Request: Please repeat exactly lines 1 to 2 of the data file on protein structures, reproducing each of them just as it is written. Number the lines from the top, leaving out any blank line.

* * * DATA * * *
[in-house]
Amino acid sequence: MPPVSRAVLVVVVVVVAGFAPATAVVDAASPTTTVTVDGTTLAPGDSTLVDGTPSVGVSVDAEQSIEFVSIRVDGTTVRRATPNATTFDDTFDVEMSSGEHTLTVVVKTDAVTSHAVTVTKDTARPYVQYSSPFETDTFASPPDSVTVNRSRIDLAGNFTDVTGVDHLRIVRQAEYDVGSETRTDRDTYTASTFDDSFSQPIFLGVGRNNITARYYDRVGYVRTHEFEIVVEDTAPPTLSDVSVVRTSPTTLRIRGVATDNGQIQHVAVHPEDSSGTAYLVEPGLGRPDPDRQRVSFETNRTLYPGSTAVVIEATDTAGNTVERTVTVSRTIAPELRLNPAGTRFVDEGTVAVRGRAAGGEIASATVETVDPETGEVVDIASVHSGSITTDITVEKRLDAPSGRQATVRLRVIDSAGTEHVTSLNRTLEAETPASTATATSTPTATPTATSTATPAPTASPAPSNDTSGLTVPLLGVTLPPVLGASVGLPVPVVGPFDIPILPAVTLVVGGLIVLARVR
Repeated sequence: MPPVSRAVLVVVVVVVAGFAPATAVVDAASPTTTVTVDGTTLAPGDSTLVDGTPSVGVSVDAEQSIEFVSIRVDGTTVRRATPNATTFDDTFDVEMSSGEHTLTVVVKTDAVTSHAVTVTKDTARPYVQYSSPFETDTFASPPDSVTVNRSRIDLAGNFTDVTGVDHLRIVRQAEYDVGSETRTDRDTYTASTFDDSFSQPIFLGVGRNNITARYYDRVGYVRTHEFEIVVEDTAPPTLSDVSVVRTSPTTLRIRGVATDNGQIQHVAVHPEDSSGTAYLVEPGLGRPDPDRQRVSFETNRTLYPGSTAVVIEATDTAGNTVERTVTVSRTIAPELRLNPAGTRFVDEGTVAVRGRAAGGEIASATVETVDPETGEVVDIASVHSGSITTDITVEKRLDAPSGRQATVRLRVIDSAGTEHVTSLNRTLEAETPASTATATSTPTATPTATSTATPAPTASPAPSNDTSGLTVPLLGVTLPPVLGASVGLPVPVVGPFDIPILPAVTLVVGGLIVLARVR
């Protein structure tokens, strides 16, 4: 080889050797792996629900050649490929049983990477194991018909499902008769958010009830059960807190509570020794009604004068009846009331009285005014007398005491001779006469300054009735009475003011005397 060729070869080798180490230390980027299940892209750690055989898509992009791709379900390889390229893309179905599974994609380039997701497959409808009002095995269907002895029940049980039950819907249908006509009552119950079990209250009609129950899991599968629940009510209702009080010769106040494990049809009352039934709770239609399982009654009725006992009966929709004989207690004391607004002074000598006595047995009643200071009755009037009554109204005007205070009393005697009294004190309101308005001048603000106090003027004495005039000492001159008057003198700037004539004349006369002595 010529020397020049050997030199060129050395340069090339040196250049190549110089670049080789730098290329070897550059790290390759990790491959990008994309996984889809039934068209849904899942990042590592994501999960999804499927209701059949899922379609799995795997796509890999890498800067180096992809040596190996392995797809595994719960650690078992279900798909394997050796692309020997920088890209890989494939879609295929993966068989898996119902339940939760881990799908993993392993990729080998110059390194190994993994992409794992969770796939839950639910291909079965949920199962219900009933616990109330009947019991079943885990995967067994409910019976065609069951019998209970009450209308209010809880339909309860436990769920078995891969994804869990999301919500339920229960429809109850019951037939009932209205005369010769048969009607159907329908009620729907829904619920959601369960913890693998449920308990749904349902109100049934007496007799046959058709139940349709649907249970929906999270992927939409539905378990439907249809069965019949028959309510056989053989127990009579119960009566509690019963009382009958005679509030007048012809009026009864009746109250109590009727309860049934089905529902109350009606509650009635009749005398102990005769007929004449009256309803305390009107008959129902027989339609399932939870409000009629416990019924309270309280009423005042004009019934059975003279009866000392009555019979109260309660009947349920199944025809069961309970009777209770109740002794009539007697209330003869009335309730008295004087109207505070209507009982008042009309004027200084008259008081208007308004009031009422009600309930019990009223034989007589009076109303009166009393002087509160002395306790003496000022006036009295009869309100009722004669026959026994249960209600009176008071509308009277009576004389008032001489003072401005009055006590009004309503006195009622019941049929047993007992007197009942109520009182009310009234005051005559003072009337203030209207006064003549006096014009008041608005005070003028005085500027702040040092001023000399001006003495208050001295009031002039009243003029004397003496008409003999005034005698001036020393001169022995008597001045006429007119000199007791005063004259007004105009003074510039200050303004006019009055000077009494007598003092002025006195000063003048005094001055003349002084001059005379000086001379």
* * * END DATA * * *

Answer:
[in-house]
Amino acid sequence: MPPVSRAVLVVVVVVVAGFAPATAVVDAASPTTTVTVDGTTLAPGDSTLVDGTPSVGVSVDAEQSIEFVSIRVDGTTVRRATPNATTFDDTFDVEMSSGEHTLTVVVKTDAVTSHAVTVTKDTARPYVQYSSPFETDTFASPPDSVTVNRSRIDLAGNFTDVTGVDHLRIVRQAEYDVGSETRTDRDTYTASTFDDSFSQPIFLGVGRNNITARYYDRVGYVRTHEFEIVVEDTAPPTLSDVSVVRTSPTTLRIRGVATDNGQIQHVAVHPEDSSGTAYLVEPGLGRPDPDRQRVSFETNRTLYPGSTAVVIEATDTAGNTVERTVTVSRTIAPELRLNPAGTRFVDEGTVAVRGRAAGGEIASATVETVDPETGEVVDIASVHSGSITTDITVEKRLDAPSGRQATVRLRVIDSAGTEHVTSLNRTLEAETPASTATATSTPTATPTATSTATPAPTASPAPSNDTSGLTVPLLGVTLPPVLGASVGLPVPVVGPFDIPILPAVTLVVGGLIVLARVR